1900s. Why does that period of time interest you so much?
All of history is fascinating to me, but this time period is extraordinarily compelling. It's when the Old World became the New World, when we began to recognize ourselves as modern people.
Queen Victoria's reign ended. The West had been through the Industrial Revolution. Women were beginning to demand the vote. Labor was making its voice heard. Artists challenged notions of acceptable subject matter, and social reformers demanded a more just society. The very foundations of the modern welfare state were being laid in this period, and there was a breathtaking sense of newness and possibility.
3) You've also written a Young Adult novel(A Northern Light)and a children's book(Humble Pie). Are there other genres that you'd like to tackle in your writing?
I'm toying with the idea of something set in the here and now. Not sure about it, because I like living in the past, and the future is terrifying to me.
4)Who are some of your favorite authors?
There are so, so many. And they're all over the map: James Joyce, Stephen King, Barbara Taylor Bradford, Laura Ingalls Wilder, and Jeanette Winterson to name but a handful. Plus songwriters who tell amazing stories like Tom Waits and Bruce Springsteen.
5)What book inspired you the most to become a writer?
So many books have inspired me, but for The Winter Rose in particular, the big influences were authors like Barbara Taylor Bradford and Colleen McCullough, who wrote big fat fabulous 70s blockbusters like A Woman of Substance and The Thorn Birds. For a long time, books like those ruined me for literature. After reading them I wanted every character to triumph. And every ending to be happy.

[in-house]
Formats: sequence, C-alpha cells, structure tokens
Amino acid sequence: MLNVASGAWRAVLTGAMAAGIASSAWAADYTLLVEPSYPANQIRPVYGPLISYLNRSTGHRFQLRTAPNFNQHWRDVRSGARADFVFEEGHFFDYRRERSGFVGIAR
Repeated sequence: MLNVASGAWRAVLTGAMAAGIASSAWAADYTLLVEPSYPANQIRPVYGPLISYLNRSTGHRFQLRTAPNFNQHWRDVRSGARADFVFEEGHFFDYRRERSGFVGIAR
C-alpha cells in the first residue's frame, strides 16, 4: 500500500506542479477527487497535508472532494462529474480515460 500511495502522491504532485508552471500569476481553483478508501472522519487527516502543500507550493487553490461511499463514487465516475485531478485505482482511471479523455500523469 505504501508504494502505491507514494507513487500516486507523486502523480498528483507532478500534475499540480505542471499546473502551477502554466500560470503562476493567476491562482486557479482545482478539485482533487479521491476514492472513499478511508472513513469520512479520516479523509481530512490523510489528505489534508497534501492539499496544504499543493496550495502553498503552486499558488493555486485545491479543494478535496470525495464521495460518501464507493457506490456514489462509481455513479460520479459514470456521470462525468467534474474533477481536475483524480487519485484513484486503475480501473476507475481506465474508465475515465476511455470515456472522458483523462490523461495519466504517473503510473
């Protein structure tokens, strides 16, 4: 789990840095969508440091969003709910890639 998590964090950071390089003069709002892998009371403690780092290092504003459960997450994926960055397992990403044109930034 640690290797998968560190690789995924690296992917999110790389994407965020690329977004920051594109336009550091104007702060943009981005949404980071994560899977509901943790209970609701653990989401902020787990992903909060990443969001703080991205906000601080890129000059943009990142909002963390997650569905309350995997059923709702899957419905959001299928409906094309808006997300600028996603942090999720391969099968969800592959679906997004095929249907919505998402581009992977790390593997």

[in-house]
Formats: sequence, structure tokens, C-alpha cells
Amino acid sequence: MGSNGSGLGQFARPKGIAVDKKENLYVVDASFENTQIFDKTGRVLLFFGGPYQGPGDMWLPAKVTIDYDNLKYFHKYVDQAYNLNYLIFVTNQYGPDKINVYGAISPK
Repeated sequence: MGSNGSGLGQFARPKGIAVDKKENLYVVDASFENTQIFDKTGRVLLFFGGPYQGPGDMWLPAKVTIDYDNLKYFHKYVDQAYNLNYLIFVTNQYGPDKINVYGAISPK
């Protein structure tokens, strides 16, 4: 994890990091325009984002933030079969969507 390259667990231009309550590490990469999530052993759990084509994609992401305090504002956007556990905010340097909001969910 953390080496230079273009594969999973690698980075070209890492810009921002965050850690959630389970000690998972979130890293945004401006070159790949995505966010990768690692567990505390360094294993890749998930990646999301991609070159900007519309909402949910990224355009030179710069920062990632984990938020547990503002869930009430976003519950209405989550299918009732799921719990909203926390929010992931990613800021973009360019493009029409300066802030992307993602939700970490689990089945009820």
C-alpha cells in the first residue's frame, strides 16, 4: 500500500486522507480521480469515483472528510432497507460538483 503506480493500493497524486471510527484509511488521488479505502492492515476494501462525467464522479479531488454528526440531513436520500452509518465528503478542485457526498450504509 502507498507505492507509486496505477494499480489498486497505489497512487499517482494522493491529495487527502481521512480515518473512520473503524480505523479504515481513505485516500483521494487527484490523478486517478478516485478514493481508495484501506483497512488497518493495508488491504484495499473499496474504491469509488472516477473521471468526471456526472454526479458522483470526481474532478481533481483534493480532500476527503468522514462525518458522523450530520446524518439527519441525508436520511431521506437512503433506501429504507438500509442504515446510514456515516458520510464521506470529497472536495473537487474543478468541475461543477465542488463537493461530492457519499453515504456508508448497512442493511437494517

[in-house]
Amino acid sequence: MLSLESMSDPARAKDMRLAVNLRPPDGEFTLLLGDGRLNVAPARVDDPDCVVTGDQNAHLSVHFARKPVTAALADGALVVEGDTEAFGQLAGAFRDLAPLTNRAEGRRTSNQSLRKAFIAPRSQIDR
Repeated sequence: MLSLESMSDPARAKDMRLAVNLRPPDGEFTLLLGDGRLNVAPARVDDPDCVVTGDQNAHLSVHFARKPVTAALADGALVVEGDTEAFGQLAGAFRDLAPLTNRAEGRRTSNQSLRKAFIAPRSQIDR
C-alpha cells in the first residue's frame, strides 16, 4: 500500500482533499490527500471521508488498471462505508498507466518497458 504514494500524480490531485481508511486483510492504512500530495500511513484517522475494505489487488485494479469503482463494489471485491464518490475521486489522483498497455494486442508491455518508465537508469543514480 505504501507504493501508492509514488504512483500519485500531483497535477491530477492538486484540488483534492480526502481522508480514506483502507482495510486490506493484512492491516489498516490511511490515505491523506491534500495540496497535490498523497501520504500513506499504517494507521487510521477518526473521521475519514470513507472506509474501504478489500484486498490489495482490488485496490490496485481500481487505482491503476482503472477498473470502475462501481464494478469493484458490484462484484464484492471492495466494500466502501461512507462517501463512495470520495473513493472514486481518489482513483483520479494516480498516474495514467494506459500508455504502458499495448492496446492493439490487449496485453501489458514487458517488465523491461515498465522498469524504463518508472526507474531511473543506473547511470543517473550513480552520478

In my head, I rewrote the classics. Remember The Scarlet Letter? In my version Hester Prynne tells that wuss of a Dimmesdale where to go. Then she uses her embroidery skills on her own line of dresses- it was called A-line Designs. She opens Boston's first multi-level,full-service, luxury department store, catches the governor's eye, and lives happily ever after. Cheered on, of course, by her sassy, sexy,wisecracking gay best-friend.
6)Which member of the Finnegan family will be taking center stage in the final Rose book?
Seamie Finnegan, the youngest sibling. And Willa Alden, the woman he loves. I'm dying to find out what happens to those two!
7)Would you prefer to have your work be adapted for television or a Hollywood film?
Because they're so long and epic and involve three family members, it seems like a mini-series would be the best format for a dramatic adaption of the Rose books. I would love to see A Woman of Substance sort of series, or something like Berkeley Square.
Thank you,Jennifer,for giving us here at LRG your time and attention. I urge all of you looking for a great absorbing read to drive away the winter doldrums to seek out both the Tea and Winter Rose to plant in your mental garden to bloom into beautiful blossoms of literary delight.